Historic Centre of Naples

1920px-centro_antico_napoli

Naples (Baku/Wikipedia, CC BY-SA 4.0).

City and Province of Naples, Campania
N40 51 5 E14 15 46
Date of Inscription: 1995
Minor boundary modification inscribed year: 2011
Criteria: (ii)(iv)
Property : 1,021 ha
Buffer zone: 1,350 ha
Ref: 726bis
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From the Neapolis founded by Greek settlers in 470 B.C. to the city of today, Naples has retained the imprint of the successive cultures that emerged in Europe and the Mediterranean basin. This makes it a unique site, with a wealth of outstanding monuments such as the Church of Santa Chiara and the Castel Nuovo.

Located in southern Italy, Naples is a major port city in the centre of the ancient Mediterranean region. Its origins go back to its foundation as Parthenope or Palaepolis in the 9th century B.C., subsequently re-established as Neapolis (New City) in 470 B.C. It is therefore one of the most ancient cities in Europe, whose current urban fabric preserves a selection of outstanding elements of its long and eventful history, as expressed in its street pattern, its wealth of historic buildings and parks, the continuation of many of its urban and social functions, its wonderful setting on the Bay of Naples and the continuity of its historical stratification.

Naples was among the foremost cities of Magna Graecia, playing a key role in the transmission of Greek culture to Roman society. It eventually became a major cultural centre in the Roman Republic, civitas foederata. Sections of the Greek town walls excavated since World War II and the excavated remains of a Roman theatre, cemeteries and catacombs testify to this history. In the 6th century A.D., Naples was conquered by the Byzantine Empire, becoming an autonomous Duchy, later associated with the Normans, Swabians, and the Sicilian reign. Evidence of this period includes the churches of San Gennaro extra moenia, San Giorgio Maggiore, and San Giovanni Maggiore with surviving elements of 4th and 5th century architecture, the chapel of Santa Restituta in the 14th-century cathedral, and the Castel dell’Ovo, one of the most substantial survivals from the Norman period, although subsequently remodelled on several occasions.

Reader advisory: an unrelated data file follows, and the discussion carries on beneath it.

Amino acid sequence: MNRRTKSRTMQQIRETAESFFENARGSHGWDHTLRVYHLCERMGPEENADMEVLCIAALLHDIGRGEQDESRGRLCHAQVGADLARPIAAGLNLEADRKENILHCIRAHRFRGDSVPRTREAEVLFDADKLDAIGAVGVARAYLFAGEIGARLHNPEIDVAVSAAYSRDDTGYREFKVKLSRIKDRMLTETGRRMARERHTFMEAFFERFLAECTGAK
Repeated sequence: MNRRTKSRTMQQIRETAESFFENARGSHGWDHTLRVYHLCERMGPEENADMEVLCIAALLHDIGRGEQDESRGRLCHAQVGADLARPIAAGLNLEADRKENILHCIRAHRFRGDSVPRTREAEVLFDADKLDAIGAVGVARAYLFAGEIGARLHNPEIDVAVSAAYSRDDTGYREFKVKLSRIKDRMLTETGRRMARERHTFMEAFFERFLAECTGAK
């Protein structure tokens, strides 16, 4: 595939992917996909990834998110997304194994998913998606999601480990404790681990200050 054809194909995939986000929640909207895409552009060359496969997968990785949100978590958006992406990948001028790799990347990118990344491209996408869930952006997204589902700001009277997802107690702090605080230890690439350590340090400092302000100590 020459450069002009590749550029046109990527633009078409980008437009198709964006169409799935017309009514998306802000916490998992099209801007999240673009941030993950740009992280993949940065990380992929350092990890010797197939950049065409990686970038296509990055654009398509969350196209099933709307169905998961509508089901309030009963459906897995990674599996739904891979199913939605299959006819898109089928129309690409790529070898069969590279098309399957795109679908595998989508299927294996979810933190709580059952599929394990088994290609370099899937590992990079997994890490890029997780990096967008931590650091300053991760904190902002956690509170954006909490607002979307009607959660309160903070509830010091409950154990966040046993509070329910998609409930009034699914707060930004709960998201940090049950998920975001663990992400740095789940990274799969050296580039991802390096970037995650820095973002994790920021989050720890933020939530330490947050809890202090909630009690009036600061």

With the Angevin dynasty (1265-1442), Naples became the living symbol of the prestige, dignity, and power of the dynasty. The city expanded to include suburbs and neighbouring villages. The Angevin also initiated an influential relationship with Western art and architecture, particularly French Gothic, integrated with the earlier Greek and Arab elements. The convents of Santa Chiara and San Lorenzo Maggiore and the churches of Donna Regina and I’lncoronata, San Lorenzo Maggiore, San Domenico Maggiore and the new Cathedral date from this period.

From the 15th to 17th centuries, Naples was governed by the Aragonese, who remodelled the defences and street pattern, and constructed the Castel Nuovo largely in the Tuscan style as one of the foremost centres of their empire. The period of Spanish rule is marked by the Royal Palace built in 1600 along one side of the imposing Piazza del Plebiscito, the Monte dei Poveri Vergognosi charitable institution, the convent of Sant’Agostino degli Scalzi, and the Jesuit College on Capodimonte.

From 1734, under the government of the Bourbons, Naples emerged, together with Paris and London, as one of the major capital cities of Europe. The architectural heritage of Naples from this period was widely influential, and is expressed particularly in the interior design of the royal palaces and associated noble residences that were part of the territorial system extending far beyond the city itself. Important palaces of the 18th century include the large palace Albergo dei Poveri, the National Archaeological Museum, the Certosa of Suor Orsola Benincasa on the hill of San Martino, and the Villa Pignatelli.

The component parts of the serial property are: the Historical Centre of Naples; the District of Villa Manzo, Santa Maria della Consolazione; Marechiaro ; the District of Casale ; the District of Santo Strato  and the Villa Emma .